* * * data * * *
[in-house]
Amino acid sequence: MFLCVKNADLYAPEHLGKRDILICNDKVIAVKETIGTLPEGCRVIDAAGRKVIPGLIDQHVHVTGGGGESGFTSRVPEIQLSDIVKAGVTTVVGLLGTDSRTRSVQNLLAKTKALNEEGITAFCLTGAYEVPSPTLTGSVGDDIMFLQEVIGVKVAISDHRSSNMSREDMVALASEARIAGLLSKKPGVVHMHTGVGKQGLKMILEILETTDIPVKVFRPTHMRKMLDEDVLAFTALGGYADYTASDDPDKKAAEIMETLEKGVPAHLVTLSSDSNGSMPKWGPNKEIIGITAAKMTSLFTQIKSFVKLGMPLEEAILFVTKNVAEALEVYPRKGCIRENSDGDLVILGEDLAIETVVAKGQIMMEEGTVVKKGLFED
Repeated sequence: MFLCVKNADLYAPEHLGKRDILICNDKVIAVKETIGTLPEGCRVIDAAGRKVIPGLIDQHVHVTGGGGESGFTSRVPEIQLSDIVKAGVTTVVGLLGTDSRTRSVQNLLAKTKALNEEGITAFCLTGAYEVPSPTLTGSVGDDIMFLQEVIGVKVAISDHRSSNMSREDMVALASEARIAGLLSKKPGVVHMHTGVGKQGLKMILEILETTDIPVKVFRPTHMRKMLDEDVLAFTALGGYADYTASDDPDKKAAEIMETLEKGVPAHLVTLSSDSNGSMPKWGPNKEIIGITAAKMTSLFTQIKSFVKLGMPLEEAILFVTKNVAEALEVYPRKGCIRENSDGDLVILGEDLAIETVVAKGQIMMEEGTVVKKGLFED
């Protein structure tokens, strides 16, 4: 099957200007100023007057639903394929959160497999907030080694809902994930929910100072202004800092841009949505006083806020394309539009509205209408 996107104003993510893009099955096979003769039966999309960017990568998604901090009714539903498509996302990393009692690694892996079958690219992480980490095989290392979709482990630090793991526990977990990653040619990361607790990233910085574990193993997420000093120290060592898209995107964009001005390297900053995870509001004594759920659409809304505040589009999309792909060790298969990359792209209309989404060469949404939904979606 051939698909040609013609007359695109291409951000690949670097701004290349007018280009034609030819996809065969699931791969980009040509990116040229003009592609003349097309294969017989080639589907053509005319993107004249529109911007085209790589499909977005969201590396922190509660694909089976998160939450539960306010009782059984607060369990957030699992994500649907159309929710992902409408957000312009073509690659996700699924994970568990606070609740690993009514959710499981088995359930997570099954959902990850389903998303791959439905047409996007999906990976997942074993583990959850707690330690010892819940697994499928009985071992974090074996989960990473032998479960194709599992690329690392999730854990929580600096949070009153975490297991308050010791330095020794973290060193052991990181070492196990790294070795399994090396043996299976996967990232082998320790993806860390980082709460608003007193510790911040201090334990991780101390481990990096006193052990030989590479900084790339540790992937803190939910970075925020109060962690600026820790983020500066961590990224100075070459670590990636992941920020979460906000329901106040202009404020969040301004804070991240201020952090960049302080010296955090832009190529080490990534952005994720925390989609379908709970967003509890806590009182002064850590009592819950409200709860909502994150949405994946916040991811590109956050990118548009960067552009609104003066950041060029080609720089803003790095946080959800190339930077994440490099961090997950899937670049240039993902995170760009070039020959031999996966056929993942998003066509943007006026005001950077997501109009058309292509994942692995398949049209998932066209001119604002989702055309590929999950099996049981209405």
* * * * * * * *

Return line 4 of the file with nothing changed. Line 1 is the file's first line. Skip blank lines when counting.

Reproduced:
């Protein structure tokens, strides 16, 4: 099957200007100023007057639903394929959160497999907030080694809902994930929910100072202004800092841009949505006083806020394309539009509205209408 996107104003993510893009099955096979003769039966999309960017990568998604901090009714539903498509996302990393009692690694892996079958690219992480980490095989290392979709482990630090793991526990977990990653040619990361607790990233910085574990193993997420000093120290060592898209995107964009001005390297900053995870509001004594759920659409809304505040589009999309792909060790298969990359792209209309989404060469949404939904979606 051939698909040609013609007359695109291409951000690949670097701004290349007018280009034609030819996809065969699931791969980009040509990116040229003009592609003349097309294969017989080639589907053509005319993107004249529109911007085209790589499909977005969201590396922190509660694909089976998160939450539960306010009782059984607060369990957030699992994500649907159309929710992902409408957000312009073509690659996700699924994970568990606070609740690993009514959710499981088995359930997570099954959902990850389903998303791959439905047409996007999906990976997942074993583990959850707690330690010892819940697994499928009985071992974090074996989960990473032998479960194709599992690329690392999730854990929580600096949070009153975490297991308050010791330095020794973290060193052991990181070492196990790294070795399994090396043996299976996967990232082998320790993806860390980082709460608003007193510790911040201090334990991780101390481990990096006193052990030989590479900084790339540790992937803190939910970075925020109060962690600026820790983020500066961590990224100075070459670590990636992941920020979460906000329901106040202009404020969040301004804070991240201020952090960049302080010296955090832009190529080490990534952005994720925390989609379908709970967003509890806590009182002064850590009592819950409200709860909502994150949405994946916040991811590109956050990118548009960067552009609104003066950041060029080609720089803003790095946080959800190339930077994440490099961090997950899937670049240039993902995170760009070039020959031999996966056929993942998003066509943007006026005001950077997501109009058309292509994942692995398949049209998932066209001119604002989702055309590929999950099996049981209405």